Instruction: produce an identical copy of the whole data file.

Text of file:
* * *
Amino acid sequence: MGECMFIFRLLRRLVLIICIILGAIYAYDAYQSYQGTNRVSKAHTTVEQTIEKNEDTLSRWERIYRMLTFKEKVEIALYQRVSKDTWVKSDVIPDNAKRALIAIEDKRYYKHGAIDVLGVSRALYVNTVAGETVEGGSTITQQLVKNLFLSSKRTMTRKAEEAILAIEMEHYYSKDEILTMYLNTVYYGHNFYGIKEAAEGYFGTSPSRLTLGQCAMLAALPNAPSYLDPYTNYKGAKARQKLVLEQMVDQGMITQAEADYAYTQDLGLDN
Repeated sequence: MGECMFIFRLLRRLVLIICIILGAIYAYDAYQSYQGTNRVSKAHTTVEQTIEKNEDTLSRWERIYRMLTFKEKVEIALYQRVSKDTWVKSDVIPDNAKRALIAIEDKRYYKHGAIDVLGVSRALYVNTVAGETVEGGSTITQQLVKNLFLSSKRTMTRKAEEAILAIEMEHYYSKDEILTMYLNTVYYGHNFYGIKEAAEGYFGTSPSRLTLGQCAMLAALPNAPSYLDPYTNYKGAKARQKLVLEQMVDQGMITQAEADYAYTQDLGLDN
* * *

Amino acid sequence: MGECMFIFRLLRRLVLIICIILGAIYAYDAYQSYQGTNRVSKAHTTVEQTIEKNEDTLSRWERIYRMLTFKEKVEIALYQRVSKDTWVKSDVIPDNAKRALIAIEDKRYYKHGAIDVLGVSRALYVNTVAGETVEGGSTITQQLVKNLFLSSKRTMTRKAEEAILAIEMEHYYSKDEILTMYLNTVYYGHNFYGIKEAAEGYFGTSPSRLTLGQCAMLAALPNAPSYLDPYTNYKGAKARQKLVLEQMVDQGMITQAEADYAYTQDLGLDN
Repeated sequence: MGECMFIFRLLRRLVLIICIILGAIYAYDAYQSYQGTNRVSKAHTTVEQTIEKNEDTLSRWERIYRMLTFKEKVEIALYQRVSKDTWVKSDVIPDNAKRALIAIEDKRYYKHGAIDVLGVSRALYVNTVAGETVEGGSTITQQLVKNLFLSSKRTMTRKAEEAILAIEMEHYYSKDEILTMYLNTVYYGHNFYGIKEAAEGYFGTSPSRLTLGQCAMLAALPNAPSYLDPYTNYKGAKARQKLVLEQMVDQGMITQAEADYAYTQDLGLDN